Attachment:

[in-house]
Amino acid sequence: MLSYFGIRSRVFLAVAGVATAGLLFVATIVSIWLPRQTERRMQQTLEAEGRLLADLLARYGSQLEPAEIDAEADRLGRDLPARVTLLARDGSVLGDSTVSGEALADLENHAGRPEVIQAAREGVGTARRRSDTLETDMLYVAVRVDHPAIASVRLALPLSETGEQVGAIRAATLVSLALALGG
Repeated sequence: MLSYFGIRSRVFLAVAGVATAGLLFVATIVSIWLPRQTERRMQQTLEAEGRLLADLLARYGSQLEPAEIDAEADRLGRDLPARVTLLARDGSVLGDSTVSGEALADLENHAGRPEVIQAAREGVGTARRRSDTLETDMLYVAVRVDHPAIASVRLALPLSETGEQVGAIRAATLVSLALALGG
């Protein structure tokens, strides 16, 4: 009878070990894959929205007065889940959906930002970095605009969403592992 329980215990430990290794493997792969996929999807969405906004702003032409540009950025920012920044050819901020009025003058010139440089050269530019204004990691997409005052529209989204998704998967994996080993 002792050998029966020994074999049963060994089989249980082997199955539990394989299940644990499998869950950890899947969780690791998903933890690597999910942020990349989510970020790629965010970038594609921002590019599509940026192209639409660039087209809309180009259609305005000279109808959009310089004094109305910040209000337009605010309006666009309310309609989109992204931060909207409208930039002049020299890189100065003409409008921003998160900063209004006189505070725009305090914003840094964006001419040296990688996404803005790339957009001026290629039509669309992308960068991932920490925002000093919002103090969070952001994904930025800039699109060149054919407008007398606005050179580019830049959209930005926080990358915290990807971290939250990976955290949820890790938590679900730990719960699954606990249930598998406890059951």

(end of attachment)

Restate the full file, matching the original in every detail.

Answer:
[in-house]
Amino acid sequence: MLSYFGIRSRVFLAVAGVATAGLLFVATIVSIWLPRQTERRMQQTLEAEGRLLADLLARYGSQLEPAEIDAEADRLGRDLPARVTLLARDGSVLGDSTVSGEALADLENHAGRPEVIQAAREGVGTARRRSDTLETDMLYVAVRVDHPAIASVRLALPLSETGEQVGAIRAATLVSLALALGG
Repeated sequence: MLSYFGIRSRVFLAVAGVATAGLLFVATIVSIWLPRQTERRMQQTLEAEGRLLADLLARYGSQLEPAEIDAEADRLGRDLPARVTLLARDGSVLGDSTVSGEALADLENHAGRPEVIQAAREGVGTARRRSDTLETDMLYVAVRVDHPAIASVRLALPLSETGEQVGAIRAATLVSLALALGG
């Protein structure tokens, strides 16, 4: 009878070990894959929205007065889940959906930002970095605009969403592992 329980215990430990290794493997792969996929999807969405906004702003032409540009950025920012920044050819901020009025003058010139440089050269530019204004990691997409005052529209989204998704998967994996080993 002792050998029966020994074999049963060994089989249980082997199955539990394989299940644990499998869950950890899947969780690791998903933890690597999910942020990349989510970020790629965010970038594609921002590019599509940026192209639409660039087209809309180009259609305005000279109808959009310089004094109305910040209000337009605010309006666009309310309609989109992204931060909207409208930039002049020299890189100065003409409008921003998160900063209004006189505070725009305090914003840094964006001419040296990688996404803005790339957009001026290629039509669309992308960068991932920490925002000093919002103090969070952001994904930025800039699109060149054919407008007398606005050179580019830049959209930005926080990358915290990807971290939250990976955290949820890790938590679900730990719960699954606990249930598998406890059951």